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12.07.2024  Rhein-Main-Kolloquium

Nicolas Champagnat (Nancy)
Anita Winter (Duisburg-Essen)

RMK Frankfurt

The grapheme-valued Wright-Fisher Diffusion with mutation --- In Athreya, den Hollander and Röllin (2021) models from population genetics were used to de fine stochastic dynamics in the space of graphons that arise as continuum limits of dense graph sequencess. In this talk we extend this framework to a model with mutation. In particular, we define a finite graph valued Markov chain that can be associated with the infinite many alleles model, and establish a diffusion limit as the number of vertices goes to infinity. For that we encode finite graphs as graphemes. Graphems are those graphons that can be represented as a triple consisting of a topological vertex space, an adjacency matrix and a sampling measure. The space of graphons is equipped with convergence of sample subgraph densities. (joint work with Andreas Greven, Frank den Hollander and Anton Klimovsky) -------------------------------------------------------------------- Scaling limits of individual-based models in adaptive dynamics and local extinction of populations (N. Champagnat) --- Starting from an individual-based birth-death-mutation-selection model of adaptive dynamics with three scaling parameters (population size, mutation rate, mutation steps size), we will describe several scaling limits that can be applied to this model to obtain macroscopic models of different natures (PDE, Hamilton-Jacobi equation, stochastic adaptive walks, canonical equation of adaptive dynamics), which allow to characterize the long-term evolution of the population. Motivated by biological criticisms on the time-scale of evolution and the absence of local extinctions in the obtained macroscopic models, we propose new parameter scalings under which we can characterize the evolution of population sizes of the order of $K^\beta$, where $K$ is the order of magnitude of the total population size, and which allows for local extinction of subpopulations. This presentation will gather results obtained with several collaborators: Régis Ferrière, Sylvie Méléard, Amaury Lambert, Viet Chi Tran, Sepideh Mirrahimi, Vincent Hass. weiterlesen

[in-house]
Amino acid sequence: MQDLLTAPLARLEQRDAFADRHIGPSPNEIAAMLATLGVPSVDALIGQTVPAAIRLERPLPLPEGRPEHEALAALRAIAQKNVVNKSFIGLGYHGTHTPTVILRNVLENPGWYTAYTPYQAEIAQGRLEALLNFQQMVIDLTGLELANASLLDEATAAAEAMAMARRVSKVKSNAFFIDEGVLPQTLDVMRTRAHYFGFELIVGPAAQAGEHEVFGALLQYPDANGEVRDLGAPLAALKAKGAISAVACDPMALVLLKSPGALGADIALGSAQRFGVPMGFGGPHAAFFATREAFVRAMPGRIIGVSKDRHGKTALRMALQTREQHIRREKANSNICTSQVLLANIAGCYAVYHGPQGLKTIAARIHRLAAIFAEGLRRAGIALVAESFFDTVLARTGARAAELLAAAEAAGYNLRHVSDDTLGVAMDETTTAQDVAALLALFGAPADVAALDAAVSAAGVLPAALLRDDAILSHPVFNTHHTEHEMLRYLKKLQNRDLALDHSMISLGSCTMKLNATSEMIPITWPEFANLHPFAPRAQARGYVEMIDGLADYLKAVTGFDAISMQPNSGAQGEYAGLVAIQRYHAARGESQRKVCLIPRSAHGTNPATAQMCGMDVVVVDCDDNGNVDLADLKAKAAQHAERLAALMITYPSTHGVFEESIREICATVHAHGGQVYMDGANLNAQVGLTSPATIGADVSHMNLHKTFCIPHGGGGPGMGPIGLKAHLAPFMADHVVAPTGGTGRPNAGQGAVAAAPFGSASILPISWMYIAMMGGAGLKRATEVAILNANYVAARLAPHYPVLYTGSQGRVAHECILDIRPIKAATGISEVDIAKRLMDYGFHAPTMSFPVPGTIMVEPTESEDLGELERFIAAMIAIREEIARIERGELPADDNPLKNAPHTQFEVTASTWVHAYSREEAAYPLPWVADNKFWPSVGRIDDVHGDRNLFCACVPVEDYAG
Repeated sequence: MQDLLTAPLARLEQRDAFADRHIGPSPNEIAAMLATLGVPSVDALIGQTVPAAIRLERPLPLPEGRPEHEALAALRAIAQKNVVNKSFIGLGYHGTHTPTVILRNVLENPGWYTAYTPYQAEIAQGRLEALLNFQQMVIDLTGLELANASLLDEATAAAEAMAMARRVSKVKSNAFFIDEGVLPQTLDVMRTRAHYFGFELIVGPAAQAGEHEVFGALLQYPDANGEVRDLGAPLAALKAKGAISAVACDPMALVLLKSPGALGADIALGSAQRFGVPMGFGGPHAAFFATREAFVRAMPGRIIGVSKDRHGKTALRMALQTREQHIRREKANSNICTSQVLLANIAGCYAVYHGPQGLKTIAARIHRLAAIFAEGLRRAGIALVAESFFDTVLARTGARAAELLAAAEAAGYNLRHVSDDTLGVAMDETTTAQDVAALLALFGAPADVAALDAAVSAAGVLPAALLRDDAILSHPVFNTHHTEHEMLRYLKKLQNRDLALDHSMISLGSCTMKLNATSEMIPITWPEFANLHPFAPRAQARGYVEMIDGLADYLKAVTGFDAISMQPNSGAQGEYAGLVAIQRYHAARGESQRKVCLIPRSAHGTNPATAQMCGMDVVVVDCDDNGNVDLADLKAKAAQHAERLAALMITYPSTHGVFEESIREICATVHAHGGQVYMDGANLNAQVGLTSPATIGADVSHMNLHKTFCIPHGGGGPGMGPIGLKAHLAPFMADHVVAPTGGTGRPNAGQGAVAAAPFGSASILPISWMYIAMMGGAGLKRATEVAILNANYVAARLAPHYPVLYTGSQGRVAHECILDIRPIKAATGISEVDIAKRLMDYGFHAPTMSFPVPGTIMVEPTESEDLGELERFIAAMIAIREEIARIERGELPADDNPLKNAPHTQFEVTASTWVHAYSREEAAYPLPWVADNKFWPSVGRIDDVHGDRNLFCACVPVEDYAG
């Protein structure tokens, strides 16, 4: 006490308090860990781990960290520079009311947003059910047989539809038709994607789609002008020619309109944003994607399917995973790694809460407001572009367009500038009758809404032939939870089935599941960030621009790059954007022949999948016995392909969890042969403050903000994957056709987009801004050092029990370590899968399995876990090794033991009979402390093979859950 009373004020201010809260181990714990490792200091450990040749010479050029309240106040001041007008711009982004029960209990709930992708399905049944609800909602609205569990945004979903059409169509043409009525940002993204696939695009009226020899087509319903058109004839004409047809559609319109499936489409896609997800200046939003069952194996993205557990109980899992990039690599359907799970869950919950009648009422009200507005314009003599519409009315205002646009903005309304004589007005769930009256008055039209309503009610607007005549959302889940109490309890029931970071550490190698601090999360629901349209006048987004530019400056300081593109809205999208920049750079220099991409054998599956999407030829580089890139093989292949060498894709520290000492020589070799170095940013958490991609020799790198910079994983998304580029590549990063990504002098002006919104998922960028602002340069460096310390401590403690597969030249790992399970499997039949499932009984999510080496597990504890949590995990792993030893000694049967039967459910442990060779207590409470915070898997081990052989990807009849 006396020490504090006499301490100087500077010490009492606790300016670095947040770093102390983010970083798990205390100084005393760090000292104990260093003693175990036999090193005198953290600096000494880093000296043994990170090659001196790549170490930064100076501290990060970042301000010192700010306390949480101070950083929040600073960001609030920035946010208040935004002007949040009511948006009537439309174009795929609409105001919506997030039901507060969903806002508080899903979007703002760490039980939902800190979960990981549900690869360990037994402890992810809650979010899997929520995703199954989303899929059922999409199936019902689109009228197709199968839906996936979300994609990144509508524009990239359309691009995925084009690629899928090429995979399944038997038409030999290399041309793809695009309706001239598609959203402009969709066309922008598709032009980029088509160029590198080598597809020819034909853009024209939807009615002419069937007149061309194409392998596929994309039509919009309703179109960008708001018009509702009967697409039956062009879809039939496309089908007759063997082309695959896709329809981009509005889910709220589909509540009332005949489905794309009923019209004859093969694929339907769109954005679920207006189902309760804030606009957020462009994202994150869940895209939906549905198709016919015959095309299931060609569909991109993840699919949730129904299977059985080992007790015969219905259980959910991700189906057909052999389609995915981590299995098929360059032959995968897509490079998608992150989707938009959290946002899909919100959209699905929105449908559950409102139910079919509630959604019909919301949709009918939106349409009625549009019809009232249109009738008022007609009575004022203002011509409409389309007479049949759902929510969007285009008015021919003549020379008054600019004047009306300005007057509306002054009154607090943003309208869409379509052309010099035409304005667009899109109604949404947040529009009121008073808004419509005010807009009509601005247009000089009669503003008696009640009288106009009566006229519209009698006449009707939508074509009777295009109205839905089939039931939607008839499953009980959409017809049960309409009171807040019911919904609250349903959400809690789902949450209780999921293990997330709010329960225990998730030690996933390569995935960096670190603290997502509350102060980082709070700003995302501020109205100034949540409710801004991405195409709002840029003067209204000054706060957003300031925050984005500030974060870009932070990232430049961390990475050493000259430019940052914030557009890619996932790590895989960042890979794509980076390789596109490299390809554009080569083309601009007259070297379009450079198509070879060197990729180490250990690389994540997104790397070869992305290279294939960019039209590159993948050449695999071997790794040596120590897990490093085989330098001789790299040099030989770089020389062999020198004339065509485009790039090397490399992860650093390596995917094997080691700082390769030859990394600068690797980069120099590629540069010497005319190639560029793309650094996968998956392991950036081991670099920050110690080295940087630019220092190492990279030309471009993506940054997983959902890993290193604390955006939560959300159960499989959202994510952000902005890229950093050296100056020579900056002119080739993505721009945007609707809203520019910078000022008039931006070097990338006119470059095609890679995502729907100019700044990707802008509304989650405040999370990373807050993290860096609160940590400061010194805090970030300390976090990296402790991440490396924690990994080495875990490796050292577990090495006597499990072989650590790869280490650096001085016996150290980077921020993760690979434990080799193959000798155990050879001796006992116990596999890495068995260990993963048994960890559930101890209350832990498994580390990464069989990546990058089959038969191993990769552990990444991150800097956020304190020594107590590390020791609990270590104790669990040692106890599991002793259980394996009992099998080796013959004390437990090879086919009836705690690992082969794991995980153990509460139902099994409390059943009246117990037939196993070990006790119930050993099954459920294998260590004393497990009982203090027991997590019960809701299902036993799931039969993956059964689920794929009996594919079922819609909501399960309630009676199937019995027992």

06.06.2024  Stochastik-Kolloquium Frankfurt

B cell phylodynamics and mean-field multi-type birth and death processes

No knowledge of biology will be necessary to understand this talk. Germinal centers (GC) are micro-anatomical structures that transiently form in lymph nodes during an adaptive immune response. In a GC, B cells—the cells that make antibodies—diversify and compete based on the ability of the antibodies they express to recognize a foreign antigen molecule. As GC B cells proliferate, they undergo targeted mutations in the genomic locus encoding the antibody protein that can modify its antigen binding affinity. Via signaling from other GC cell types, the GC can monitor the binding phenotype of the B cell population it contains and provide survival signals to B cells with the highest-affinity antibodies (i.e., birth and death rates depend on type). Motivated by this mechanism, we develop a mean-field model that couples the birth and death rates in a focal multi-type birth and death process (MTBDP) with D types to the empirical distribution of states—i.e., the mean-field over an exchangeable system of N replica MTBDPs. The empirical distribution process of the N replicas converges to a deterministic probability measure-valued flow as N goes to infinity. In the limit, the focal process evolves as a multi-type birth and death process with rates governed by the probability measure-valued flow which is in turn the flow of one-dimensional marginal distributions of the focal process. Individual focal processes become independent in the limit and this holds out the hope of inference being feasible for this model. This is joint work with William S. DeWitt, Ella Hiesmayr, and Sebastian Hummel. weiterlesen

19.–23.02.2024  Sommer-/Winterschule

Eero Saksmann (University of Helsinki)
Julien Barral (Université Paris 13)

Spring School 2024


02.02.2024  Rhein-Main-Kolloquium

Peter Mörters (Universität Köln)
Alessandra Bianchi (Università degli Studi di Padova)

RMKS Frankfurt/Main 02.02.2024


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